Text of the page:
I'm OK, You're My Parents: How to Overcome Guilt, Let Go of Anger, and Create a Relationship That Worksby Dale Atkins, Nancy Hass
A guilt-free guide for adults seeking more satisfying relationships with their parents
In a recent study, half of all Americans rated their relationship with at least one parent as either "poor" or "terrible," and more than a third felt this way about both parents. As life expectancy continues to rise and the parent-child relationship extends further/p>/b>
A guilt-free guide for adults seeking more satisfying relationships with their parents
In a recent study, half of all Americans rated their relationship with at least one parent as either "poor" or "terrible," and more than a third felt this way about both parents. As life expectancy continues to rise and the parent-child relationship extends further into adulthood, this problem is becoming more prevalent than ever. Now, psychologist Dale Atkins presents a step-by-step plan for adults trying to come to terms with parents who are only human--before it is too late.
In I'm OK, You're My Parents, Atkins applies the same intelligent, no-nonsense approach that's made her a frequent guest on top-rated TV shows. She urges a restructuring of the relationships between adults and their aging parents and gives practical, specific advice on how to exorcise the demons of anger and resentment, untangle financial arrangements that cause stress and feelings of powerlessness, set limits on your parents' demands for time and attention, turn a spouse or friends into a powerful resource, overcome your own resistance to change, and discover the redemptive power of humor.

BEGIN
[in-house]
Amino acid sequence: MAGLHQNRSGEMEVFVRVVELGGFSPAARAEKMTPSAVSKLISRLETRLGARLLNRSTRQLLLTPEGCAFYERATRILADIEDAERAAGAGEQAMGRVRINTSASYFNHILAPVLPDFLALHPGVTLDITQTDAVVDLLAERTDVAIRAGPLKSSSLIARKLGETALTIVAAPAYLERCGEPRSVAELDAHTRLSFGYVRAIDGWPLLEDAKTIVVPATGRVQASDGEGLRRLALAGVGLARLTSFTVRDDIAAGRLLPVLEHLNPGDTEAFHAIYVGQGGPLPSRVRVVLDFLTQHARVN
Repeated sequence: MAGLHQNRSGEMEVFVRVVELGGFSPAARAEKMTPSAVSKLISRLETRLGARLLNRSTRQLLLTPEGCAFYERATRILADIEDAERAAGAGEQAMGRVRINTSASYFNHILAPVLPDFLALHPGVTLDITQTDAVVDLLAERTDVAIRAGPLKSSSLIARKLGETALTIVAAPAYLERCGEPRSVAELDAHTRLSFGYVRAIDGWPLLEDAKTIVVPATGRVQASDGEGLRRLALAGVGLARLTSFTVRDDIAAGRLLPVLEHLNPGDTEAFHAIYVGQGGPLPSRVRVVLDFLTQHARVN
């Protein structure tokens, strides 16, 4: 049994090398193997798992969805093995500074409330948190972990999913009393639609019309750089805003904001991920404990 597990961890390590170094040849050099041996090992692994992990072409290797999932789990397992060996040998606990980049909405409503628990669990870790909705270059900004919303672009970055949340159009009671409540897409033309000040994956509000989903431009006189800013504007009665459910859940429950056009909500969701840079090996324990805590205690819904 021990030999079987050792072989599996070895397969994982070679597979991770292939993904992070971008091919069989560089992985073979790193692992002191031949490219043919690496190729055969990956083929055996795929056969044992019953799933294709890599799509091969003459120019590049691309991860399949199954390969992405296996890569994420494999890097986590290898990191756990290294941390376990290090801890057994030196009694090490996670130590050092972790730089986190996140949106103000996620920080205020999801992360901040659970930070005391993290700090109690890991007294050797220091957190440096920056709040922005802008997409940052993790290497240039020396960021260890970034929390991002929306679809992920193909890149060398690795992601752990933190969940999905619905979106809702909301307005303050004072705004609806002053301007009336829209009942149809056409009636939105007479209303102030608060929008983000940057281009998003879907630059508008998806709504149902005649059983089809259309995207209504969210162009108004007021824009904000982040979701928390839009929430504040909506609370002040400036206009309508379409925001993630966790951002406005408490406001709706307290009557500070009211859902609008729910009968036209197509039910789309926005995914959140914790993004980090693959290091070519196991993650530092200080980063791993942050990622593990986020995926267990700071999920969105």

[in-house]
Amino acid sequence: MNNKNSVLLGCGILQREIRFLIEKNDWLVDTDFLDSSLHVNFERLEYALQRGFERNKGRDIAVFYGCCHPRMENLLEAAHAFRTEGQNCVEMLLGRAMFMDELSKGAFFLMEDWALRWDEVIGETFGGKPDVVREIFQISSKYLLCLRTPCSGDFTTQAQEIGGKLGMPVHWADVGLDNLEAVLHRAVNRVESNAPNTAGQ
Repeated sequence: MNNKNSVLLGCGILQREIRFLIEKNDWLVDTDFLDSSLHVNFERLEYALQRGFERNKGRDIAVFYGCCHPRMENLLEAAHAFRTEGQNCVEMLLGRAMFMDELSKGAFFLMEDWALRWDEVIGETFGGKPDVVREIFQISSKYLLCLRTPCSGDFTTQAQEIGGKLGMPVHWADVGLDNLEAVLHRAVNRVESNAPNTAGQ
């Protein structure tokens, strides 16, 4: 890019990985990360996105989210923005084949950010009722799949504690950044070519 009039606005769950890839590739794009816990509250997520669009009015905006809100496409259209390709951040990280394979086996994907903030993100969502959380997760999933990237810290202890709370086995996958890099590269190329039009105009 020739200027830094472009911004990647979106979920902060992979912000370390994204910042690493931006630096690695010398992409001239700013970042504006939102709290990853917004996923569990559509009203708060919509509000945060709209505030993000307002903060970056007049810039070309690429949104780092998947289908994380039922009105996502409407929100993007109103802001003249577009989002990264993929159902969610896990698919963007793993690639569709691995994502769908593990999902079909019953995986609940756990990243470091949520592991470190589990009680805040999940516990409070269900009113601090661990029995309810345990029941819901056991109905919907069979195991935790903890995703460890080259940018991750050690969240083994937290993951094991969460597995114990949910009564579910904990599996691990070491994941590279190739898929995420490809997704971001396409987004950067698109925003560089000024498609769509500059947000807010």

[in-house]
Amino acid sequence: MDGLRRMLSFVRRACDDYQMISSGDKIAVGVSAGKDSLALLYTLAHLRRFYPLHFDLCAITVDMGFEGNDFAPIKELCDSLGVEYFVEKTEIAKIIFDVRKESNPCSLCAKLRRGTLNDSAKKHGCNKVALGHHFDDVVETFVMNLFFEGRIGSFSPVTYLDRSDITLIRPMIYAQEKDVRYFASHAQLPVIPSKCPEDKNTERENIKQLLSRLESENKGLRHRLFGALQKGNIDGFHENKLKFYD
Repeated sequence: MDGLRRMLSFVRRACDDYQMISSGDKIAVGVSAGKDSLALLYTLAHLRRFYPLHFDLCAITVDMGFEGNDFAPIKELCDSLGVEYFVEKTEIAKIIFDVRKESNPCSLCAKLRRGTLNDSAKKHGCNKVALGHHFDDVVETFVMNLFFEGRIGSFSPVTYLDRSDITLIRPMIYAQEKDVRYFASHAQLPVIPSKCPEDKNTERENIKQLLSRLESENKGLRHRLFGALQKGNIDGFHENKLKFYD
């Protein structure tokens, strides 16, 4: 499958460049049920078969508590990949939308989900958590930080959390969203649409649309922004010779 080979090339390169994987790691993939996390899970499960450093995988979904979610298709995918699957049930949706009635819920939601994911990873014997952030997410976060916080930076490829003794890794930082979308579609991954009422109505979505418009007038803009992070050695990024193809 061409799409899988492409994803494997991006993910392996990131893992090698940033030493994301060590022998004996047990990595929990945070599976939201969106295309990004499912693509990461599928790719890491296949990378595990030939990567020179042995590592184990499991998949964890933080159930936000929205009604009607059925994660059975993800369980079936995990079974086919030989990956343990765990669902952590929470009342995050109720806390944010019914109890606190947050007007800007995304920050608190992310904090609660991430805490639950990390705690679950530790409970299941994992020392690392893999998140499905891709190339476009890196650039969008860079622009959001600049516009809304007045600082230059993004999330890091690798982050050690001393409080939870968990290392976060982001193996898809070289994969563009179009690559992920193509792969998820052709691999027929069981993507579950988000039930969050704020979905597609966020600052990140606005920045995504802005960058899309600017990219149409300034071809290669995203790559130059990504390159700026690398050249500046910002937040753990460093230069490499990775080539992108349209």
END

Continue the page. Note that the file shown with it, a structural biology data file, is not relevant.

This book draws on Atkins' twenty-five years of experience as a relationship expert to present a comprehensive guide to repairing difficult relationships, gaining control, and building a life that you and your parents can live with for years to come.
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I'm Ok, You're My Parents
How to Overcome Guilt, Let Go of Anger, and Create a Relationship that Works
By Dale Atkins
Henry Holt and CompanyCopyright © 2004 Dale Atkins and Nancy Hass
All rights reserved.
Making Sure Your Past Doesn't Last
Maybe it won't be so bad, Zach thought. Maybe I can stick him in my office for the week and do my writing in the bedroom. When he starts driving me crazy I can just go for a long walk. Or pop a Xanax....
Damn. It will be bad. Maybe I should stay with Ben for the week. His place is small, but I could put an air mattress in his dining area. Or Kara. She's got a spare room. No, that's crazy — she's still mad at me. ... Oh, geez, I forgot about dinner Friday night with Leona and Karl! What if he wants to come along, like he always does? God, why does he do this to me?
Hey, what am I talking about? Geez, I'm such a lousy son. My dad really doesn't ask for very much. Why can't I just hold my nose and smile when he comes to stay with me?
* * *
"You go through this every time," Kara said with an exasperated tone when Zach, a thirty-four-year-old writer, called her for advice on how to handle the chilling news that his divorced father was planning yet another trip to town and wanted to stay with Zach in his small apartment. "Why don't you just tell him to get a hotel room?" Kara said. "Would you let anyone else push you around like that?"
Ben wasn't particularly sympathetic either. "Just suck it up, pal. Let him bunk in your office, 'yes' him to death, and tune him out. It'll be over in a week. What's the big deal?"
Both alternatives put Zach in a cold sweat. His father, Ed, had always been a sweet, depressed, needy guy, which had bugged Zach throughout his childhood and made him feel more like the parent than the kid. But things got out of hand after Zach's frosty, get-up-and-go mother got up and left Ed for a wealthy entrepreneur a couple of years ago. Now his father wanted to pal around with Zach all the time — and without fail, he'd get drunk and weepy, telling Zach that his broken heart would never mend.